Here's what I wrote at the time in a column posted at WorkingForChange:
From the beginning of the program, Stein was a bit edgy, appearing miffed the other guests would have the audacity to mildly, and I stress the word mildly, criticize U.S. government policy.
The first few topics were related to the war on terrorism. The discussion ranged from how the Al Qaeda/Taliban prisoners transported to the U.S. Guantanamo Bay base in Cuba should be treated to how much access the media should have to the prisoners and to information regarding the overall state of the war. The group also discussed the recent suicide of the deeply troubled 15-year-old Tampa boy who crashed a small airplane into a high-rise office building.
The other guests didn't actually disagree with many of Stein's views on the war. However, they did allow that there were questions that needed to be raised. In fact, some of his early remarks received the loudest applause from the audience. It's just that from the beginning of the program Stein seemed agitated and angry. He was certainly not very comic-like; I am told by a friend that's how Stein normally is. He was surly, sour and clearly pissed off.
According to the CNN transcript, when discussing the treatment of the prisoners in Cuba Stein said: "They are extremely dangerous in any circumstance. They have shown that they like to kill civilians whenever possible. I think by all means tranquilize them and drug them and keep them in chains. I think they are being treated incredibly well, not just to be put up against a wall and shot, considering their behavior."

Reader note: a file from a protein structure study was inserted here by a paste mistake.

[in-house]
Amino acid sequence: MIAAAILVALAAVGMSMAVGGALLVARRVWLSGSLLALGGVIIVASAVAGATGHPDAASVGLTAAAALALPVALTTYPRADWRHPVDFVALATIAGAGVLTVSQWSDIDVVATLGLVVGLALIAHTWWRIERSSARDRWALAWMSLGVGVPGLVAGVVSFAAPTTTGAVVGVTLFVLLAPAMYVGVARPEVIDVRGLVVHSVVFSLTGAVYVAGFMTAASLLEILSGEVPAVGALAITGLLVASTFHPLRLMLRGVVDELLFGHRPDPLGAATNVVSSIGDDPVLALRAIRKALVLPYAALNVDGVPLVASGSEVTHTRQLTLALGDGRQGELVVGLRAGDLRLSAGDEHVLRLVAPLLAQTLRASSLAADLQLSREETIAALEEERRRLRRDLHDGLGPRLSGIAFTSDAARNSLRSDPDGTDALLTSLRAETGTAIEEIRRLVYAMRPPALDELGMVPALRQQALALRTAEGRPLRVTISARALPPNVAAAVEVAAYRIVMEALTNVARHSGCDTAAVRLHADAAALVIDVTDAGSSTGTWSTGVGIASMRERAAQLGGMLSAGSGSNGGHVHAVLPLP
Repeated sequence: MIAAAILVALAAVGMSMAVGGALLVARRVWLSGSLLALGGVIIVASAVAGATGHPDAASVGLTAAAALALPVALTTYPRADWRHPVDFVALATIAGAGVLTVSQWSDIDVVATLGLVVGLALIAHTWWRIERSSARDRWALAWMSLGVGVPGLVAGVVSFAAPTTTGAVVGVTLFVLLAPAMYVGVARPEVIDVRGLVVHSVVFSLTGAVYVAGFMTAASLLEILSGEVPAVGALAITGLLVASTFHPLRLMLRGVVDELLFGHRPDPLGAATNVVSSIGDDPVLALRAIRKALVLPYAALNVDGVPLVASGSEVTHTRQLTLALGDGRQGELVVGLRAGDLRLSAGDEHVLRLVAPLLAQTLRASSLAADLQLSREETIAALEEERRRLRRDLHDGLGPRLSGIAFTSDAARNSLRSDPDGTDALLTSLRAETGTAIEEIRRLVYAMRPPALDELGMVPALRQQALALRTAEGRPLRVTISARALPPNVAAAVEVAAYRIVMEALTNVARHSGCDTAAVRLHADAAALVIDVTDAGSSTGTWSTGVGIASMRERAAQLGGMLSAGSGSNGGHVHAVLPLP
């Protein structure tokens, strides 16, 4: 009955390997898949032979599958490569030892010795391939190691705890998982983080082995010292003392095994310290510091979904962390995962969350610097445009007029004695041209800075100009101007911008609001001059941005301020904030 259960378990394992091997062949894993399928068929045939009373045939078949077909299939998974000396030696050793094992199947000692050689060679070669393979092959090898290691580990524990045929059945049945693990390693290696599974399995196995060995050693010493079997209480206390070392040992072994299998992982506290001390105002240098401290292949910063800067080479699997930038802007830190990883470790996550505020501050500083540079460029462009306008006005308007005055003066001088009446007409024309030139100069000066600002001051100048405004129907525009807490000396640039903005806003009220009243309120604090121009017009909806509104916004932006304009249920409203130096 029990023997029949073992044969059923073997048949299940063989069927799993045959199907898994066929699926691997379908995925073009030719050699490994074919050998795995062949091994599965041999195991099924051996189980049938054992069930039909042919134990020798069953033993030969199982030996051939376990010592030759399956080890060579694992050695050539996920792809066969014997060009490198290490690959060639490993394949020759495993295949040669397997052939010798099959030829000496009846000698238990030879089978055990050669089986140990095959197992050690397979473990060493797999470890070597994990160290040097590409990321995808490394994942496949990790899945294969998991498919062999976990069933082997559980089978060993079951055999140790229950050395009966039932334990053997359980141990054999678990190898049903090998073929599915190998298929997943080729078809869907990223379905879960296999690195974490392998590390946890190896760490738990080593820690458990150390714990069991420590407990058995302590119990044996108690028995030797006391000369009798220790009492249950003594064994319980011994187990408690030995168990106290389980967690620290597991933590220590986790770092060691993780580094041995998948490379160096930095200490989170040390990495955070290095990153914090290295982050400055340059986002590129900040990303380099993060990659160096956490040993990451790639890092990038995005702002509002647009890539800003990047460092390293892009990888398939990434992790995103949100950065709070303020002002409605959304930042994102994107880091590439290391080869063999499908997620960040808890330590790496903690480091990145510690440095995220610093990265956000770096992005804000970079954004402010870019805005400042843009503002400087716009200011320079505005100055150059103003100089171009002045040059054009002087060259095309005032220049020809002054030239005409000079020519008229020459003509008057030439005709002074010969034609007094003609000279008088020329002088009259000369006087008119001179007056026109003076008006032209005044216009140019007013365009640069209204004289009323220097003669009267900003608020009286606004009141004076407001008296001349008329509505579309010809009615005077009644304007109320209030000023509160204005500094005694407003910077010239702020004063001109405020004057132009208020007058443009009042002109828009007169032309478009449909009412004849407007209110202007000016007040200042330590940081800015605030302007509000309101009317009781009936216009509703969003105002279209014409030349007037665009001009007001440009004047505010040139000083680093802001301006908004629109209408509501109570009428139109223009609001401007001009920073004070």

While no one on the panel disagreed that the prisoners had done despicable things, they expressed the hope that they would be treated humanely -- if only to show the world the U.S. is concerned about the human rights of all people.
As the discussion proceeded, Clinton raised a question about press access to the prisoners. "The problem for me," she said, "is that we have not allowed the press to come in, the press has been told to leave. They can't tape. They can't actually watch what is going on, which raises a lot of suspicions."
Stein huffily responded: "I don't understand why we have any concern about these people at all. I mean, these people are major league scumbag killers. The problem in the world history in the last 40 years has hardly been U.S. mistreatment of prisoners. It's been mistreatment of U.S. prisoners by people with whom the U.S. was engaged in conflict. And we have no doubt that if these people captured our men, they would torture them and kill them."
A short time later, Huffington picked-up on the press access question. She was concerned that although the press briefings of Secretary of Defense Don Rumsfeld were entertaining, they were often devoid of solid information. (Even the President recently joked the afternoon briefings have turned Rumsfeld into a matinee idol.)
Huffington: "I think this problem, not just in terms of the detainees in Cuba but generally, the restriction of the amount of information given to the press is very troubling. That is what happened in Vietnam. And a lot went on behind the scenes that the American public did not know."